Rosneft is already in the process of merging with
Gazprom, the world's biggest gas company, a move that will see Gazprom
return to majority state-ownership.
Baikal was the surprise buyer of oil and gas giant
Yukos's main production division at a forced auction on Sunday.
"Everything was done by market methods," Mr
Putin said at his year-end press conference in Moscow.
Shedding some light on the Kremlin's motivation, Mr
Putin referred to a period of so-called "cowboy capitalism"
that followed the collapse of the Soviet Union.
He said privatisations carried out in the early 1990s
had involved trickery, including law breaking, by people seeking to
acquire valuable state property.
"Now the state, using market methods, is
safeguarding its interests. I think this is quite normal," the
Russian president said.
A Gazprom spokesman has said the acquisition is part
of its plan to build a "balanced, national energy
EC CALLS TRUCE IN DEFICIT BATTLE
The European Commission (EC) has called a truce in
its battle with France and Germany over breaching deficit limits.
The move came after France and Germany vowed to run
their budget deficits below the EU cap in 2005 — for the first time in
But, the EC did warn the two were under close
scrutiny and it would act if their fiscal situations deteriorated.
Under EU rules, member countries must keep their
deficits below 3%. France and Germany will breach that this year.
It will be the third year in a row that the two
countries have broken the European Union's Stability and Growth Pact
The eurozone's two biggest economies left the pact in
tatters in November 2003 when they persuaded fellow EU members to put
the threat of penalties for deficit breaches on hold.
The commission then took the pair to the European
Court of Human Justice — which ruled EU countries could not put the
pact "in abeyance", and confirmed the EC's right to launch
"excessive debt procedures".
After announcing its decision to erase France and
Germany from its list of deficit rule breakers, the EU said that the
time lag created by the ruling meant that 2005 should be the target year
for the pair to bring their budget's below 3%.
"The commission concludes that the two countries
appear to be on track to correct their excessive deficits by 2005,"
it said in a statement.
The EU expects the German deficit to fall to fall to
2.9% of GDP next year from 3.9% this year, while France's is forecast to
drop to 3% from an expected 3.7% this year.
The forecasts are based on EC predictions of GDP
growth of 1.5% in Germany next year and 2.2% in France.
BUSH TO GET 'TOUGH' ON DEFICIT
US president George W Bush has pledged to introduce a
"tough" federal budget next February in a bid to halve the
country's deficit in five years.
The US budget and its trade deficit are both deep in
the red, helping to push the dollar to lows against the euro and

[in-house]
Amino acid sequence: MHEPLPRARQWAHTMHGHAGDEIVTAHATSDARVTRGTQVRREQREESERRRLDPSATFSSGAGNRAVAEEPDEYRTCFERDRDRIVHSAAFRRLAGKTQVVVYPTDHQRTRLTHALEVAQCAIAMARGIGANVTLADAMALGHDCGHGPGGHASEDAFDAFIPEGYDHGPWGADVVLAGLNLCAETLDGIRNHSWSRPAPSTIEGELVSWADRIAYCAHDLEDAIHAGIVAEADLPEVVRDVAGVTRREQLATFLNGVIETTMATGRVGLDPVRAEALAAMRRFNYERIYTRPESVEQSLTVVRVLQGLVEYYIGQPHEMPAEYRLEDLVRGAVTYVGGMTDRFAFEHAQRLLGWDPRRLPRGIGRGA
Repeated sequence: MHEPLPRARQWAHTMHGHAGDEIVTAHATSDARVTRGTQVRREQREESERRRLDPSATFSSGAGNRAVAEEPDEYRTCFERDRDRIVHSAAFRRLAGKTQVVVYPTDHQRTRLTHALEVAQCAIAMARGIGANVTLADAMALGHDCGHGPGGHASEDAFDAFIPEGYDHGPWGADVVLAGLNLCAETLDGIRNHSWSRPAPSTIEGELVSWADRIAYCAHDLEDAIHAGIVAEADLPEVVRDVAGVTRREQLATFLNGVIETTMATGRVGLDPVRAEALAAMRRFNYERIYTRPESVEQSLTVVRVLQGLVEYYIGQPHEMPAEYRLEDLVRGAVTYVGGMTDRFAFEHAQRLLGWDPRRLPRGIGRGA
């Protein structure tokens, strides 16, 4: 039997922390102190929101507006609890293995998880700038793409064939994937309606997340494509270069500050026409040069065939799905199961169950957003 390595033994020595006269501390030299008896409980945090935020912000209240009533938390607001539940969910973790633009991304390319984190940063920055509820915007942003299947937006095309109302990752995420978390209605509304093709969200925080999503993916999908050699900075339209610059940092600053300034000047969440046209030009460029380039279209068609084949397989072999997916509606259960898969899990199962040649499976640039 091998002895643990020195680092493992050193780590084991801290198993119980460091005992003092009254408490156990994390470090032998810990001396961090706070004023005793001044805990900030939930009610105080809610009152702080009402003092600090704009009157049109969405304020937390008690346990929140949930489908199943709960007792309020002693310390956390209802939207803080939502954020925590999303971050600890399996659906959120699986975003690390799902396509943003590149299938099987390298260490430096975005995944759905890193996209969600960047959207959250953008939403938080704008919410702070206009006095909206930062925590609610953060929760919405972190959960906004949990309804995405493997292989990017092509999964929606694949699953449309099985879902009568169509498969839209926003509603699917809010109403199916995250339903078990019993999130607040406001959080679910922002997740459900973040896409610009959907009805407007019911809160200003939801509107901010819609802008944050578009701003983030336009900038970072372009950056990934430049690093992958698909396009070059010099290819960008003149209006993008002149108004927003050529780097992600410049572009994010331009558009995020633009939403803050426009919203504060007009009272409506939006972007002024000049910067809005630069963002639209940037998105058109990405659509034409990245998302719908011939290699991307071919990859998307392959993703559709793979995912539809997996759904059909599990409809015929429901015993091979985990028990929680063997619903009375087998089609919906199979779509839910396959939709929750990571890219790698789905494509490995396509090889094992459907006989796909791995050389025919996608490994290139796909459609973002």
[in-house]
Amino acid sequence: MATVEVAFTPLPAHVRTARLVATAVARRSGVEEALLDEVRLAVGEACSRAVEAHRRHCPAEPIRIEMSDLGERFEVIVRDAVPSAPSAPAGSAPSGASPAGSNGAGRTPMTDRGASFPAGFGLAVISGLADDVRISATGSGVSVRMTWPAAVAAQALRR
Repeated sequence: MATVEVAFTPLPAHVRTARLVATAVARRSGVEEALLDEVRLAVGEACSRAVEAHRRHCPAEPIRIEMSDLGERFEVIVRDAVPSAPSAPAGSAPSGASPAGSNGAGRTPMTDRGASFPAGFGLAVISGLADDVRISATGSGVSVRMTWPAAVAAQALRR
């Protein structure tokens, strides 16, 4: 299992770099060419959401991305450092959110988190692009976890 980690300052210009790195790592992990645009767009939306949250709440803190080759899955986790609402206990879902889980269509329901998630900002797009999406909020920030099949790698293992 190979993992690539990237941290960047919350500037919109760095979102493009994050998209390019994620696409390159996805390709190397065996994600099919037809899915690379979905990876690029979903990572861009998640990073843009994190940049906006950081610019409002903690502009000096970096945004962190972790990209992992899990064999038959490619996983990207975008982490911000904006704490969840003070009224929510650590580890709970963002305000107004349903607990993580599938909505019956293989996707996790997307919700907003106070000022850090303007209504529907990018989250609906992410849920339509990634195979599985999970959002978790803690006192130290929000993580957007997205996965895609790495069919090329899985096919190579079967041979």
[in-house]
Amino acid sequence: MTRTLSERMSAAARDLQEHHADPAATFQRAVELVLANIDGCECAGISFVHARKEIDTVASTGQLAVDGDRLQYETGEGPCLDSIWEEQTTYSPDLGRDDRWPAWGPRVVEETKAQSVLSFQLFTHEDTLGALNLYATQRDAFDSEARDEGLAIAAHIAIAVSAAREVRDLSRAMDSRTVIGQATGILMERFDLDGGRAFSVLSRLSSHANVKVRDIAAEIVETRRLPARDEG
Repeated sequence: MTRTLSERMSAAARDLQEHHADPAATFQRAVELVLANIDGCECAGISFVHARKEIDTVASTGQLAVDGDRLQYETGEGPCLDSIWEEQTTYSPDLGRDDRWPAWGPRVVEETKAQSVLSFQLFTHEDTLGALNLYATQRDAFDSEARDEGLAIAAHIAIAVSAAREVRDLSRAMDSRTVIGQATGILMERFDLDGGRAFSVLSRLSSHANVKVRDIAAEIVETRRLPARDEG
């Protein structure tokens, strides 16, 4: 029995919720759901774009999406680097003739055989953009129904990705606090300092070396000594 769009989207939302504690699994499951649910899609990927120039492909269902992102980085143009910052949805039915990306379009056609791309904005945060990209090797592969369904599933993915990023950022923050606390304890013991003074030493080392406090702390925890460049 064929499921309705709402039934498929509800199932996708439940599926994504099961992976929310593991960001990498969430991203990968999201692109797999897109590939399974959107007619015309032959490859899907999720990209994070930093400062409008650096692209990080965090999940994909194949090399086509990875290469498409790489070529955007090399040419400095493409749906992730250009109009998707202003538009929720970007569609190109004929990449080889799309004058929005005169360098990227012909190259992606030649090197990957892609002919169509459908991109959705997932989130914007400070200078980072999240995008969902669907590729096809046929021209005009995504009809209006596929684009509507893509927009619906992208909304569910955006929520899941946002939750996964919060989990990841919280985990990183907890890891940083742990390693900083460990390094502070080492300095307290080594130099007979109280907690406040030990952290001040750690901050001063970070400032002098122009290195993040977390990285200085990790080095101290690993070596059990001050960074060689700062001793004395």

fuelling fears about the economy.
Mr Bush indicated there would be "strict
discipline" on non-defence spending in the budget.
The vow to cut the deficit had been one of his
The federal budget deficit hit a record $412bn
(£211.6bn) in the 12 months to 30 September and $377bn in the previous
"We will submit a budget that fits the
times," Mr Bush said.
"It will provide every tool and resource to the
military, will protect the homeland, and meet other priorities of the
The US has said it is committed to a strong dollar.
But the dollar's weakness has hit European and Asian
exporters and lead to calls for US intervention to boost the currency.
DEAL STRUCK OVER TURKEY-EU TALKS
The EU and Turkey have struck a deal over an EU
demand that Turkey recognise Cyprus before membership talks begin.
The solution they found after two days of tough and
at times heated talks was for Turkey to tacitly acknowledge the Cyprus
government for the first time.
The deal clears the way for Turkey — large, poor
and overwhelmingly Muslim — to start entry talks in October 2005.
But Turkish Prime Minister Recep Tayyip Erdogan
insisted signing the protocol was not a formal recognition of Cyprus.
"We did not obtain all that we wanted
100%", he told a news conference, "but we can say that it was
EU leaders confirmed that Turkey had completed the
last of the essential changes in its laws needed to meet the EU's
democratic conditions for opening talks.
TOKYO SAYS DEFLATION 'CONTROLLED'
The Japanese government has forecast that the
country's economic growth will slow to 1.6% in the next fiscal year
starting in April 2005.
While it predicts this fall from the current 2.1%
level, it said it was making progress on ending deflation.
The figures were given by economics minister Heizo
Takenaka who said the economy would grow by 2% in 2006/07.
He said the consumer price index (CPI) would rise
0.1% in the next fiscal year, the first gain since 2000/01.
"We are attempting to make real economic
conditions better and to overcome deflation. I think we are on
track," said Mr Takenaka.
Deflation — or falling consumer prices — has
plagued Japan for more than five years.
BOEING SECURES GIANT JAPAN ORDER
Boeing is to supply Japan Airlines with up to 50 of
its forthcoming 7E7 planes in a deal that could be worth as much as $6bn
(£3.1bn) for the US giant.
Japan Airlines has made a firm order for 30 of the
aircraft, at $120m each, with the option to buy 20 more.
Asia's biggest airline joins Japanese rival All
Nippon as one of the first carriers to order the mid-size 7E7, which